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Katherine Johnson, Mary Jackson, L_Dorothy_Vaughan_M_Lessie_Hunter_R_Vivian_Adair

September 15, 2022

Hidden Figures: Challenges Facing Factual Learning

Students and families deserve factual and balanced learning experiences. History should not be relegated to the cutting room floor of Hollywood nor should it be at the mercy of a select few whose political agenda is masking as an educational agenda.

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Prior to 2016, the great space race between America and the Soviet Union, John Glenn and Alan Shepard were more commonly known than the contributions of African American women working behind the scenes as human computers: Katherine Johnson, Dorothy Vaughan and Mary Jackson. This untold, oft untaught story of three Black women who solidified a win in the space race while simultaneously combating sexism, racism, segregation, and misogynoir in the workplace and in their communities, may have remained untaught and untold were it not for the literary agency of Margot Lee Shetterly, author of Hidden Figures, which was made into a film.

There was an election in 2016. Subsequent geopolitical, health, financial and social justice events, if accurately recorded, occurred and will be archived for future generations.

There was another election in 2020. Subsequent geopolitical, health, financial and social justice events, if accurately recorded, occurred, and will be archived for future generations.

Okaaay. What’s with the “if” thing in italics? Twice?

If leaders in 36 states have their way, women like Katherine Johnson, Dorothy Vaughan and Mary Jackson will stay hidden.

In a span of 30 months, coordinated, well-funded, highly resourced parent and political activist groups, have pushed legislation promulgating book bans, censorship and against critical race theory. Notably, Florida has altered its civic education standards while Texas’ Board of Education had to go back to the table after a very public pushback against calling slavery an “involuntary relocation.” While we are doing shoutouts on legislation, Black elected officials worked to pass legislation requiring high school teachers to provide instruction on the Tulsa Race Massacre of 1921 (sliding in a big nod to Watchmen and shero bow Regina King). Although the event had been an Oklahoma teaching requirement since 2000 and U.S. history subject matter beginning in 2004, it was optional for educators to provide instruction on the topic. How many of you had explicit instruction on the Japanese internment period or the activism of Yuri Kochiyama and her collaborations with Malcolm X? Both of these were brought back to the forefront of my memory after a recent rejection by a school district in Wisconsin.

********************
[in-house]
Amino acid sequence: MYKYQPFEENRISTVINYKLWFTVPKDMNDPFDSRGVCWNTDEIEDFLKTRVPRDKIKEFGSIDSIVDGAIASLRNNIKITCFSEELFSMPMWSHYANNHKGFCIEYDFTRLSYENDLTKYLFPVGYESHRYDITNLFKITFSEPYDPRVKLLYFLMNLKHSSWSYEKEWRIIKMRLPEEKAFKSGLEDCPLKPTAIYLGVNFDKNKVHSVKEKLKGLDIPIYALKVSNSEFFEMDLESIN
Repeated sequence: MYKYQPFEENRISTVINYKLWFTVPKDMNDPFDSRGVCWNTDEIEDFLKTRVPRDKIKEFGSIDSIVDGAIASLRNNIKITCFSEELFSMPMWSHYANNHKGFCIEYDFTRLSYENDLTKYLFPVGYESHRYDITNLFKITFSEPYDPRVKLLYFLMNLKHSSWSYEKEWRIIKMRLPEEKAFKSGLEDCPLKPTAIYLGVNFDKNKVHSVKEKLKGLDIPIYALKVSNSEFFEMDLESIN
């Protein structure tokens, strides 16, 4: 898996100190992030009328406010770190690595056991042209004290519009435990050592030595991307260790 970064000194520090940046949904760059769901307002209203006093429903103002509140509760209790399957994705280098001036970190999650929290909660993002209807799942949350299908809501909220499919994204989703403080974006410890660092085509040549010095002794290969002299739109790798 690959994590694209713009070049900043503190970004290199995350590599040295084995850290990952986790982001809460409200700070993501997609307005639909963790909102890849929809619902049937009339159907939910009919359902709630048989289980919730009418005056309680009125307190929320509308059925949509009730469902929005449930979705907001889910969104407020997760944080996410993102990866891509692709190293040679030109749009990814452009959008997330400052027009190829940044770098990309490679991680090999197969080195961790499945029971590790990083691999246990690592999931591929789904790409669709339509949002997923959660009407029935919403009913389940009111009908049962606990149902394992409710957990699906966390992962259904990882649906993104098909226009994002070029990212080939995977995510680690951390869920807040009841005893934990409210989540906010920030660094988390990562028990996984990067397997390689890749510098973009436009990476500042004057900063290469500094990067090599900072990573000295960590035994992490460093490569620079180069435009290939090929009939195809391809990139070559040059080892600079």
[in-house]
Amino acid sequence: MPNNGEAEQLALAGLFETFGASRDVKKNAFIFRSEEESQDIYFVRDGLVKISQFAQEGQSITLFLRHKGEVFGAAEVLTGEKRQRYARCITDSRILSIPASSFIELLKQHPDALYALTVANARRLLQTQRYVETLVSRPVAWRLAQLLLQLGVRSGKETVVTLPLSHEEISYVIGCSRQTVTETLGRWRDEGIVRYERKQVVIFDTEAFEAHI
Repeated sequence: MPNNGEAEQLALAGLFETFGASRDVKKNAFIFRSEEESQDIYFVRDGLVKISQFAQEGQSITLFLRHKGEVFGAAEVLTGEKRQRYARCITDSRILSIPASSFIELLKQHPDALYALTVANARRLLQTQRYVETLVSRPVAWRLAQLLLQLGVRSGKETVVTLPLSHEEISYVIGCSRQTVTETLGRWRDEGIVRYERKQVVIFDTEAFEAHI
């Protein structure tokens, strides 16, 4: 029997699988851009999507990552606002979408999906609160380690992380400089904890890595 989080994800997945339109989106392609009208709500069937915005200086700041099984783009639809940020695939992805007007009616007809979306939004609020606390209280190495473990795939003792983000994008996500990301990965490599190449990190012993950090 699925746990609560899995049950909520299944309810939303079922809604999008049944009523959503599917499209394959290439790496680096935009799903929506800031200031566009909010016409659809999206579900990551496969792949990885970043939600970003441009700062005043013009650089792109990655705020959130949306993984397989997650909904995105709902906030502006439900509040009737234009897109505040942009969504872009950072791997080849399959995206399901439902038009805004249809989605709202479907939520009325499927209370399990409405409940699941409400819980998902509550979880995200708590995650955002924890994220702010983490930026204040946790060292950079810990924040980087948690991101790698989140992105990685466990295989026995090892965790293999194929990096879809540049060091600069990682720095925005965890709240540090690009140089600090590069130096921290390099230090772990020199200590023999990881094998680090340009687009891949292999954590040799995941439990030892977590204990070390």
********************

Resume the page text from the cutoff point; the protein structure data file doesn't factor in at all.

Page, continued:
Several significant newsworthy events have happened in the last few weeks (any attempt to list the top five may result in a barrage of checks, threats and other consequences, named and unnamed). I’ll limit them to education for the sake of expediency. Most children and young people have returned to school; America can quantify its teacher shortage more precisely; and the College Board launched the first ever African American studies Advanced Placement course.

How many of you had explicit instruction on the Japanese internment period or the activism of Yuri Kochiyama and her collaborations with Malcolm X?

The College Board manages many colleges’ preparatory and entrance programs in addition to the Scholastic Achievement Test (SAT) and Advanced Placement (AP) courses. The African American studies AP course will be piloted at 60 unnamed high schools across the country this school year with plans to expand to 200 schools next year. Students in the pilot program will take an exam; however, this year they will not receive scores or college credit. The pilot program is devised to give colleges time to craft policies that will allow students to count the course on their transcripts.